Must Have Freeware. AD Web Search App + GAL Self Service. Free download at the NameScape Site:


Licensed? Vista in November. Not Licensed? Next Year!

Microsoft customers with Enterprise agreements will get Vista bits in November. Everyone else will have to wait until January. And actually, everyone seems to shrug it off with "so what?". Outside of Microsoft and a few hardware vendors, nobody cares. And really, they are right. The Vista timeline has been pushed back so many times it's hard to keep track of. More over, if it's not really done, don't ship it. You have to put principle before profit, and from what I hear, 60% of the code for the consumer version has to be rewritten. Ballmer decided to make some changes in the management of that group, from my perspective more to signal to the MS employees that it's "deliver on time or else", as fresh on the heels of a delay in broad availability of Vista, Microsoft confirmed late Thursday that it is also pushing the mainstream launch of Office 2007 to next year.

As a point of interest, here is a condensed version of Vista's history:
  • December 31, 2002 -- Some analysts wonder if "Longhorn," will be late and possibly even die before it ever ships.
  • October 2003 -- Redmond talks about "WinFS," basically a database driven file system to make search easier.
  • March 29, 2004 -- BillG says they will release Longhorn "alpha" to partners and developers later in 2004.
  • Aug. 30, 2004 -- Redmond announces Longhorn ships second half '06, but without WinFS.
  • April 25, 2005 -- BillG shows Longhorn and its new GUI, based on underlying Avalon graphics technology.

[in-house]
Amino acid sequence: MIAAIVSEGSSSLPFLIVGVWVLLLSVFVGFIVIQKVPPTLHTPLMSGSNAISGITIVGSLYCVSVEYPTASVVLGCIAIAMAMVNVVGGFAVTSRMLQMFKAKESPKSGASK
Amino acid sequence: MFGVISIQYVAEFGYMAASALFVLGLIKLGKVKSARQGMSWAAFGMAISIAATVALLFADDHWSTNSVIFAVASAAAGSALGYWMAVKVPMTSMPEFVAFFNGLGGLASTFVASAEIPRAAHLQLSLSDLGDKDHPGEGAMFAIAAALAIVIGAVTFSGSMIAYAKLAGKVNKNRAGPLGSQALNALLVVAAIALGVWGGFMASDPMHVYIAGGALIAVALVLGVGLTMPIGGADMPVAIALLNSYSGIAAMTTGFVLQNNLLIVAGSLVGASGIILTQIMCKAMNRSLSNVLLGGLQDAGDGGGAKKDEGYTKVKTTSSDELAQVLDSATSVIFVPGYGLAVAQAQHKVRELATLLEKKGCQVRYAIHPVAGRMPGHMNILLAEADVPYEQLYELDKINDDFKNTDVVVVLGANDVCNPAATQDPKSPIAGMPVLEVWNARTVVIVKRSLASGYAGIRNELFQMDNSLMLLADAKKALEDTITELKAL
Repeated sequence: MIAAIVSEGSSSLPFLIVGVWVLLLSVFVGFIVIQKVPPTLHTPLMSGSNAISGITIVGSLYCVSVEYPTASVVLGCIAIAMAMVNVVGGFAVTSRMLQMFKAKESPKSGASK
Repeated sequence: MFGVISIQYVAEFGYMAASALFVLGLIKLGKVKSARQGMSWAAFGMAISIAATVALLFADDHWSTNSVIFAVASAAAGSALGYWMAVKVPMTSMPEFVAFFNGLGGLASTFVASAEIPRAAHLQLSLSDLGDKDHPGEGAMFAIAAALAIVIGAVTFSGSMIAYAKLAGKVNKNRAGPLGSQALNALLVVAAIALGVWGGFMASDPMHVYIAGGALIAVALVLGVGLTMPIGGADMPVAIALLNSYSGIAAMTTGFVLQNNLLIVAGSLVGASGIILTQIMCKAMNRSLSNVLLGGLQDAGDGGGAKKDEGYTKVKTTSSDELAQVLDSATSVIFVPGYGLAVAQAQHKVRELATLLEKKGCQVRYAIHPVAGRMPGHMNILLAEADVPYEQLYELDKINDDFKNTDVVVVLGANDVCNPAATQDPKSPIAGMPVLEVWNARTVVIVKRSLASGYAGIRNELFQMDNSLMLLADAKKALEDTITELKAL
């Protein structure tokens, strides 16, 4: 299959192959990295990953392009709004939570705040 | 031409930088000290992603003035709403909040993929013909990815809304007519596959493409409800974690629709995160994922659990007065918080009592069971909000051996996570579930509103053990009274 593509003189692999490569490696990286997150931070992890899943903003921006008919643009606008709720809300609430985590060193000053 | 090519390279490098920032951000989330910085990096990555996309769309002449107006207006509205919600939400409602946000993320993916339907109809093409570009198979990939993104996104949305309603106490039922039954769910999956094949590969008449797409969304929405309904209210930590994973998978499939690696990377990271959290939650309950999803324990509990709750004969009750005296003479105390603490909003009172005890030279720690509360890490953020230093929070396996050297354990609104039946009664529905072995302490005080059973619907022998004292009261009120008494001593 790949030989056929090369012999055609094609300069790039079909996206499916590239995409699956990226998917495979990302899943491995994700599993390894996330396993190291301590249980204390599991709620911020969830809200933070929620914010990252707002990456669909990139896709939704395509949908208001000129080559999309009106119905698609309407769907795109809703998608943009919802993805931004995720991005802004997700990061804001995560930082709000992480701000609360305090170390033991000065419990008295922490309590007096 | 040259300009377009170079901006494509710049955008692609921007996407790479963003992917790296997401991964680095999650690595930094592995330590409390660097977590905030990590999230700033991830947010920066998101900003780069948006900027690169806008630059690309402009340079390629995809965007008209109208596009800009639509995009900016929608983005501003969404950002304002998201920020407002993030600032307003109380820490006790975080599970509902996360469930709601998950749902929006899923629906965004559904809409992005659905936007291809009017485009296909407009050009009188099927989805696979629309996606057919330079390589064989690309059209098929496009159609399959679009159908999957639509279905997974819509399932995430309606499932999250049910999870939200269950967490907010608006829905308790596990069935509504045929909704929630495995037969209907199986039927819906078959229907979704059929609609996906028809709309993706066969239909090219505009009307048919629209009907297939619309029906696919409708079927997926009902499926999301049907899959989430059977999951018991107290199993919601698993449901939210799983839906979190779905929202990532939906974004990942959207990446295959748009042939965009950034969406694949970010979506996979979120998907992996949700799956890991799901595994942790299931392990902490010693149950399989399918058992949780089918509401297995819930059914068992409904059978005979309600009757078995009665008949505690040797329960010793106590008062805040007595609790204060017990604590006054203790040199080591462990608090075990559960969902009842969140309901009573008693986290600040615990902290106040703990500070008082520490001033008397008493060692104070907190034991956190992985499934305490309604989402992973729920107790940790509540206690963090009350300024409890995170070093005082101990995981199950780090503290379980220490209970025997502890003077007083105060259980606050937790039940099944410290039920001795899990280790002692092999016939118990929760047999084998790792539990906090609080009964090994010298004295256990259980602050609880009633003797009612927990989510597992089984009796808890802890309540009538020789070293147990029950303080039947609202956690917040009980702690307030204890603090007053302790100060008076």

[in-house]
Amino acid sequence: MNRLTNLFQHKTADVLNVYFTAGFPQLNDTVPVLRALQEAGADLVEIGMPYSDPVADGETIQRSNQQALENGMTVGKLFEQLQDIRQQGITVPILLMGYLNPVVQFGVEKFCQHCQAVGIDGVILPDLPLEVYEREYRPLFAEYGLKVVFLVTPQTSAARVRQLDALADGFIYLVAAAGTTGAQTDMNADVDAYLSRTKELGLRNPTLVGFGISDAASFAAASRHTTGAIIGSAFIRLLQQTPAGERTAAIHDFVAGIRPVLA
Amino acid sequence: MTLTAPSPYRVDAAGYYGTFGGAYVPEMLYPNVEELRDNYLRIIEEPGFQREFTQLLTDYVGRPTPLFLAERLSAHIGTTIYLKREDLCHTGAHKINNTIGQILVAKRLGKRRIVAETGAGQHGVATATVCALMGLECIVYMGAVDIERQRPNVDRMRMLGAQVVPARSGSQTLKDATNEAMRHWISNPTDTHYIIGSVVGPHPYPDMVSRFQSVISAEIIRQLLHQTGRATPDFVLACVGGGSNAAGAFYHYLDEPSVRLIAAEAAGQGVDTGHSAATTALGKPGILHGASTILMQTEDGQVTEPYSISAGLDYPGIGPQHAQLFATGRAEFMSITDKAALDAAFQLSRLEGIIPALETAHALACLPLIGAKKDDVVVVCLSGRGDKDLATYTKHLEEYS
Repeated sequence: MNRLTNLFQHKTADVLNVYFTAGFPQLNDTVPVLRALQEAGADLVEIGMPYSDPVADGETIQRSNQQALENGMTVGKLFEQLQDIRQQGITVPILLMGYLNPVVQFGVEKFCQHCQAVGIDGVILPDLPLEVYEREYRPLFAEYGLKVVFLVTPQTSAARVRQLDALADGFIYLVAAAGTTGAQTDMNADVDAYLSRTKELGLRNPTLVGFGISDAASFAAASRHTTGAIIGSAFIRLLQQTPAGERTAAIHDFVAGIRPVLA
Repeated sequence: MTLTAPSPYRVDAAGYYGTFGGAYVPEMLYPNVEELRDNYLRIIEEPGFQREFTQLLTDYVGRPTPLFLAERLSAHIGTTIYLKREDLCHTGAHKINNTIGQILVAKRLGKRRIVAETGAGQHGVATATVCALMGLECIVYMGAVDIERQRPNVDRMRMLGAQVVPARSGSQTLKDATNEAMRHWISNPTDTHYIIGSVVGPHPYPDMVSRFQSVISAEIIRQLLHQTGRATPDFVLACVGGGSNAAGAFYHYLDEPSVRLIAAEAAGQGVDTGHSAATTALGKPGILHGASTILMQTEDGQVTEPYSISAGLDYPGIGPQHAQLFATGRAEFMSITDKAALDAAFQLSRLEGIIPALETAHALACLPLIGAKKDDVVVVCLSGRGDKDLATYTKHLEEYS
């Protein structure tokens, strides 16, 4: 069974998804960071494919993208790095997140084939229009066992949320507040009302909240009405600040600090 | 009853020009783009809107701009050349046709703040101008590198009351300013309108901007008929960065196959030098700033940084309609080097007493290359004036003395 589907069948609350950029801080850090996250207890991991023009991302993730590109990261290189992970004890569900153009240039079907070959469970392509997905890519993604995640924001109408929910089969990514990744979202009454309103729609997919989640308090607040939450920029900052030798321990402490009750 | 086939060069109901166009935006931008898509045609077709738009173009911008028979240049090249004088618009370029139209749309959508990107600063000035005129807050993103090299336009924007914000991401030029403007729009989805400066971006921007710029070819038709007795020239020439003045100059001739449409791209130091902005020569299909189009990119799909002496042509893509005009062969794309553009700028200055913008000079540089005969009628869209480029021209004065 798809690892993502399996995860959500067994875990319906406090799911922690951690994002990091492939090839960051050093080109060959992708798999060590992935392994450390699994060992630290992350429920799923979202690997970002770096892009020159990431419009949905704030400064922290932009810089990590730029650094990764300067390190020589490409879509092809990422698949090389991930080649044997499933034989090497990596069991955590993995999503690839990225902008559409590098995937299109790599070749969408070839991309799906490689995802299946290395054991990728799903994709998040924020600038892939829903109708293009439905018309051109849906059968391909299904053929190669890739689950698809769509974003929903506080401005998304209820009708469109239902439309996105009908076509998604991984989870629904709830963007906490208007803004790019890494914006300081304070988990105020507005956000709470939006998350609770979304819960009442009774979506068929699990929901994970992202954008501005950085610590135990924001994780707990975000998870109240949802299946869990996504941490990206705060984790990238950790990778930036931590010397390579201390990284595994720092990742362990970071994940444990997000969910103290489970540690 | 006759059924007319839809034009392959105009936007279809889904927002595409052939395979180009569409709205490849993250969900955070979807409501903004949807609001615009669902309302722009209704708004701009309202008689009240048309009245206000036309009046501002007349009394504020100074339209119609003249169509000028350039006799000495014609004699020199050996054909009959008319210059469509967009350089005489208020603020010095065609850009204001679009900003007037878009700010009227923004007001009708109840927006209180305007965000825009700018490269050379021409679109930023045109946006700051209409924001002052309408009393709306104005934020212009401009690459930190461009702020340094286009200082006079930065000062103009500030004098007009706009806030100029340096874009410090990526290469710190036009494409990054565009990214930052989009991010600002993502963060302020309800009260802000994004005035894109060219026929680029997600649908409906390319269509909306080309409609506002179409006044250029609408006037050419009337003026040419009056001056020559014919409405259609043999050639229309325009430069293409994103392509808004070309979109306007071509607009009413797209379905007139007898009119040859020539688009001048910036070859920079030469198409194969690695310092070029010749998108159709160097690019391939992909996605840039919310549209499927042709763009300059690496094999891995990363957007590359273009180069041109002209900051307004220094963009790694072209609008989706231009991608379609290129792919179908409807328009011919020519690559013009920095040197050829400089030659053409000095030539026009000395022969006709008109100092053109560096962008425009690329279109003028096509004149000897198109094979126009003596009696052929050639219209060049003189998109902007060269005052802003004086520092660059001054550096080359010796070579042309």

• July 24, 2005 -- "Windows Vista" is officially released. Redmond marketing has done its work and named the beast.
  • July 27, 2005 -- "beta" of Vista ships to 500,000 testers
  • September 2005 -- Redmond announces Vista support from 30 software developers, and pledged a cool one hundred Mil to marketing it.
  • Feb. 10, 2006 -- The U.S. Justice Department says companies have lodged complained about the Vista OS.
  • March 21, 2006 -- Redmond delays consumer Vista until January 2007 - March, 2006 -- Microsoft revealed that it will spend $500 million marketing Vista and Office 2007.

How OpenOffice 2.0 Stacks up Against Microsoft Office

Author Robin Miller compares OpenOffice 2.0 and Microsoft Office in this interview at SearchWinIT and calls for the OS community to deliver personable, usable training for new OO and OSS users. Useful article if you need to do due diligence for another year of paying Redmond for maintenance fees:

Securing The Internal Windows Network

Hardening your network from the outside world is a good idea, but don't forget to watch out for internal threats. Security testing expert Kevin Beaver provides a testing to-do list for securing your Windows network from within. At SearchWindowsSecurity

A Primer On Exchange .PST files

From repairing and recovering to searching and storing, this collection of tips, tools and expert advice will help you take control of the pesky personal store (.PST) files that are still a necessary evil for many Exchange Server shops. At


Laptops Prove Weakest Link In Data Security

The Wall Street Journal reported Friday March 24th that corporations spend billions of dollars on security systems to protect confidential information, but they are discovering there's a weak link: the lowly laptop.